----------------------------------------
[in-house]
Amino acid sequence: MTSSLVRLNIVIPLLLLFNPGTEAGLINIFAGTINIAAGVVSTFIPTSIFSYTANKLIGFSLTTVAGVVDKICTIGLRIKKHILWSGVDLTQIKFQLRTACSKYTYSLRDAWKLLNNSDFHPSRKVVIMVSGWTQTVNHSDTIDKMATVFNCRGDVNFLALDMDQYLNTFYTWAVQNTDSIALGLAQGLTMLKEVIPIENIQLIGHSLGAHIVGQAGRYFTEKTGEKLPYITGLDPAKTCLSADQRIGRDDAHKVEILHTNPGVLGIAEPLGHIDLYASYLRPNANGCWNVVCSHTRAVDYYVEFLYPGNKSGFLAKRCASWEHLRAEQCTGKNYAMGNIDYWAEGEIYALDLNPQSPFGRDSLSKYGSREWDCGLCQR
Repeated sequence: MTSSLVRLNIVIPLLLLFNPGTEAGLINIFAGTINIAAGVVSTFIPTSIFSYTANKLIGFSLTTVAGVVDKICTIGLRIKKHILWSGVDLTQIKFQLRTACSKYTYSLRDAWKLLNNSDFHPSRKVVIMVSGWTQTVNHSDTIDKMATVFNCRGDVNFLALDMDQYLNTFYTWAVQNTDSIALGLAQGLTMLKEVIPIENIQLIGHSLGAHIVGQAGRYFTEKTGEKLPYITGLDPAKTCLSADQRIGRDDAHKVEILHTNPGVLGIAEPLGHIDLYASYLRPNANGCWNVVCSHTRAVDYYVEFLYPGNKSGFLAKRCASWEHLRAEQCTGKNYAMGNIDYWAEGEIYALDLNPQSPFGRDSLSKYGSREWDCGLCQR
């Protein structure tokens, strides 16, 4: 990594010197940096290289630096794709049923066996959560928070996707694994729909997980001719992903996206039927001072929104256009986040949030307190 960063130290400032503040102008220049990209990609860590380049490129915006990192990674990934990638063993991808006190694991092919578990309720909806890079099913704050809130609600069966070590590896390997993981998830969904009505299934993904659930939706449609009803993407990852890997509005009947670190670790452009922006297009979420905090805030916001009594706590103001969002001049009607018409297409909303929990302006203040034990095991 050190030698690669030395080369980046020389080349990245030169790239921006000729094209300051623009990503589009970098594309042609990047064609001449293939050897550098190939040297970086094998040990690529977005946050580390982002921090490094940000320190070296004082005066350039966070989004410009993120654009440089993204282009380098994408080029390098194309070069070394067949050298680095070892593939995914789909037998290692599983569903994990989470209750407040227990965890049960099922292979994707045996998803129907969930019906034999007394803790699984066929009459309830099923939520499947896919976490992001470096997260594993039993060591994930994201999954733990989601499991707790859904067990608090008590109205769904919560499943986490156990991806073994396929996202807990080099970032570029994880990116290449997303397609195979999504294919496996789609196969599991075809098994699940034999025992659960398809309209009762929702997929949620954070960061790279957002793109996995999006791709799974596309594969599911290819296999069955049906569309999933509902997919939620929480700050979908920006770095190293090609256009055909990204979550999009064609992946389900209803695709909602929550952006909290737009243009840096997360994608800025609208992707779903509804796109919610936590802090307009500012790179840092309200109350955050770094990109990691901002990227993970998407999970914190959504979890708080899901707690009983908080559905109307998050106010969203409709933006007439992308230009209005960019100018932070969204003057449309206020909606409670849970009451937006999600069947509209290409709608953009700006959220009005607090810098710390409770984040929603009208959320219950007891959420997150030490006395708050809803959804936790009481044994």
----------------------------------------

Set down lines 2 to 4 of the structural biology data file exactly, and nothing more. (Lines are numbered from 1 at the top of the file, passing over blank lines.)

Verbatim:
Amino acid sequence: MTSSLVRLNIVIPLLLLFNPGTEAGLINIFAGTINIAAGVVSTFIPTSIFSYTANKLIGFSLTTVAGVVDKICTIGLRIKKHILWSGVDLTQIKFQLRTACSKYTYSLRDAWKLLNNSDFHPSRKVVIMVSGWTQTVNHSDTIDKMATVFNCRGDVNFLALDMDQYLNTFYTWAVQNTDSIALGLAQGLTMLKEVIPIENIQLIGHSLGAHIVGQAGRYFTEKTGEKLPYITGLDPAKTCLSADQRIGRDDAHKVEILHTNPGVLGIAEPLGHIDLYASYLRPNANGCWNVVCSHTRAVDYYVEFLYPGNKSGFLAKRCASWEHLRAEQCTGKNYAMGNIDYWAEGEIYALDLNPQSPFGRDSLSKYGSREWDCGLCQR
Repeated sequence: MTSSLVRLNIVIPLLLLFNPGTEAGLINIFAGTINIAAGVVSTFIPTSIFSYTANKLIGFSLTTVAGVVDKICTIGLRIKKHILWSGVDLTQIKFQLRTACSKYTYSLRDAWKLLNNSDFHPSRKVVIMVSGWTQTVNHSDTIDKMATVFNCRGDVNFLALDMDQYLNTFYTWAVQNTDSIALGLAQGLTMLKEVIPIENIQLIGHSLGAHIVGQAGRYFTEKTGEKLPYITGLDPAKTCLSADQRIGRDDAHKVEILHTNPGVLGIAEPLGHIDLYASYLRPNANGCWNVVCSHTRAVDYYVEFLYPGNKSGFLAKRCASWEHLRAEQCTGKNYAMGNIDYWAEGEIYALDLNPQSPFGRDSLSKYGSREWDCGLCQR
């Protein structure tokens, strides 16, 4: 990594010197940096290289630096794709049923066996959560928070996707694994729909997980001719992903996206039927001072929104256009986040949030307190 960063130290400032503040102008220049990209990609860590380049490129915006990192990674990934990638063993991808006190694991092919578990309720909806890079099913704050809130609600069966070590590896390997993981998830969904009505299934993904659930939706449609009803993407990852890997509005009947670190670790452009922006297009979420905090805030916001009594706590103001969002001049009607018409297409909303929990302006203040034990095991 050190030698690669030395080369980046020389080349990245030169790239921006000729094209300051623009990503589009970098594309042609990047064609001449293939050897550098190939040297970086094998040990690529977005946050580390982002921090490094940000320190070296004082005066350039966070989004410009993120654009440089993204282009380098994408080029390098194309070069070394067949050298680095070892593939995914789909037998290692599983569903994990989470209750407040227990965890049960099922292979994707045996998803129907969930019906034999007394803790699984066929009459309830099923939520499947896919976490992001470096997260594993039993060591994930994201999954733990989601499991707790859904067990608090008590109205769904919560499943986490156990991806073994396929996202807990080099970032570029994880990116290449997303397609195979999504294919496996789609196969599991075809098994699940034999025992659960398809309209009762929702997929949620954070960061790279957002793109996995999006791709799974596309594969599911290819296999069955049906569309999933509902997919939620929480700050979908920006770095190293090609256009055909990204979550999009064609992946389900209803695709909602929550952006909290737009243009840096997360994608800025609208992707779903509804796109919610936590802090307009500012790179840092309200109350955050770094990109990691901002990227993970998407999970914190959504979890708080899901707690009983908080559905109307998050106010969203409709933006007439992308230009209005960019100018932070969204003057449309206020909606409670849970009451937006999600069947509209290409709608953009700006959220009005607090810098710390409770984040929603009208959320219950007891959420997150030490006395708050809803959804936790009481044994």